I published that theory [of speciational evolution] in a 1954 paper…and I clearly related it to paleontology. Darwin argued that the fossil record is very incomplete because some species fossilize better than others... I noted that you are never going to find evidence of a small local population that changed very rapidly in the fossil record... Gould was my course assistant at Harvard where I presented this theory again and again for three years. So he knew it thoroughly. So did Eldredge. In fact, in his 1971 paper Eldredge credited me with it. But that was lost over time.

By Anonym 18 Sep

Stephan Attia

The fact that Man is Nature’s perverse instantiation can only lead to the appalling conclusion that Man, too, is some kind of an artificial intelligence

By Anonym 16 Sep

Ernst Haeckel

In consequence of Darwin's reformed Theory of Descent, we are now in a position to establish scientifically the groundwork of a non-miraculous history of the development of the human race. ... If any person feels the necessity of conceiving the coming into existence of this matter as the work of a supernatural creative power, of the creative force of something outside of matter, we have nothing to say against it. But we must remark, that thereby not even the smallest advantage is gained for a scientific knowledge of nature. Such a conception of an immaterial force, which as the first creates matter, is an article of faith which has nothing whatever to do with human science.

By Anonym 17 Sep

Abhijit Naskar

No Lord Almighty created the humans out of personal will. Creationism is simply a myth created by the weak and ignorant humans out of a psychological need to have a sense of eternal security.

By Anonym 16 Sep

James A. Shapiro

For those scientists who take it seriously, Darwinian evolution has functioned more as a philosophical belief system than as a testable scientific hypothesis. This quasi-religious function of the theory is, I think, what lies behind many of the extreme statements that you have doubtless encountered from some scientists opposing any critical analysis of neo-Darwinism in the classroom. It is also why many scientists make public statements about the theory that they would not defend privately to other scientists like me.

By Anonym 16 Sep

Michael Ruse

Evolution is promoted by its practitioners as more than mere science. Evolution is promulgated as an ideology, a secular religion -- a full-fledged alternative to Christianity, with meaning and morality. I am an ardent evolutionist and an ex-Christian, but I must admit that in this one complaint -- and Mr. Gish [Duane T. Gish the Creation Scientist] is but one of many to make it -- the literalists are absolutely right. Evolution is a religion. This was true of evolution in the beginning, and it is true of evolution still today.

By Anonym 15 Sep

Mark Twain

Darwin abolished special creations, contributed the Origin of Species and hitched all life together in one unbroken procession.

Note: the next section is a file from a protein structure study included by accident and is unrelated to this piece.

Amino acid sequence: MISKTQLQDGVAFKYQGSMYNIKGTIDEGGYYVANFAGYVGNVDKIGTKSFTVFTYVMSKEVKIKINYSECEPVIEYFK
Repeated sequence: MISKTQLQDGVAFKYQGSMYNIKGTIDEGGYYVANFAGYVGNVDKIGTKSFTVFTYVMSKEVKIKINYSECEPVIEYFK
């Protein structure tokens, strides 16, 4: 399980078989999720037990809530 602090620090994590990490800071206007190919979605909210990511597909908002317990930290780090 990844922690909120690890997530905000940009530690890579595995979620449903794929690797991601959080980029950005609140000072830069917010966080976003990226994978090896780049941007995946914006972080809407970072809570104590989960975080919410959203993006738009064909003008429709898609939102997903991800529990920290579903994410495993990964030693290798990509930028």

By Anonym 16 Sep

Philip S. Skell

I recently asked more than seventy eminent researchers if they would have done I their work differently if they had thought Darwin's theory was wrong. The responses were all the same: no. I also examined the outstanding biodiscoveries of the past century: the discovery of the double helix; the characterization of the ribosome: the mapping of genomes; research on medications and drug reactions: improvements in food production and sanitation; the development of new surgeries; and others. I even queried biologists working in areas where one would expect the Darwinian paradigm to have most benefited research, such as the emergence of resistance to antibiotics and pesticides. Here, as elsewhere, I found that Darwin's theory had provided no discernible guidance, but was brought in, after the breakthroughs, as an interesting narrative gloss.

By Anonym 19 Sep

Robert Green Ingersoll

This century will be called Darwin's century. He was one of the greatest men who ever touched this globe. He has explained more of the phenomena of life than all of the religious teachers. Write the name of Charles Darwin on the one hand and the name of every theologian who ever lived on the other, and from that name has come more light to the world than from all of those. His doctrine of evolution, his doctrine of the survival of the fittest, his doctrine of the origin of species, has removed in every thinking mind the last vestige of orthodox Christianity. He has not only stated, but he has demonstrated, that the inspired writer knew nothing of this world, nothing of the origin of man, nothing of geology, nothing of astronomy, nothing of nature; that the Bible is a book written by ignorance--at the instigation of fear. Think of the men who replied to him. Only a few years ago there was no person too ignorant to successfully answer Charles Darwin, and the more ignorant he was the more cheerfully he undertook the task. He was held up to the ridicule, the scorn and contempt of the Christian world, and yet when he died, England was proud to put his dust with that of her noblest and her grandest. Charles Darwin conquered the intellectual world, and his doctrines are now accepted facts. His light has broken in on some of the clergy, and the greatest man who to-day occupies the pulpit of one of the orthodox churches, Henry Ward Beecher, is a believer in the theories of Charles Darwin--a man of more genius than all the clergy of that entire church put together. ...The church teaches that man was created perfect, and that for six thousand years he has degenerated. Darwin demonstrated the falsity of this dogma. He shows that man has for thousands of ages steadily advanced; that the Garden of Eden is an ignorant myth; that the doctrine of original sin has no foundation in fact; that the atonement is an absurdity; that the serpent did not tempt, and that man did not 'fall.' Charles Darwin destroyed the foundation of orthodox Christianity. There is nothing left but faith in what we know could not and did not happen. Religion and science are enemies. One is a superstition; the other is a fact. One rests upon the false, the other upon the true. One is the result of fear and faith, the other of investigation and reason.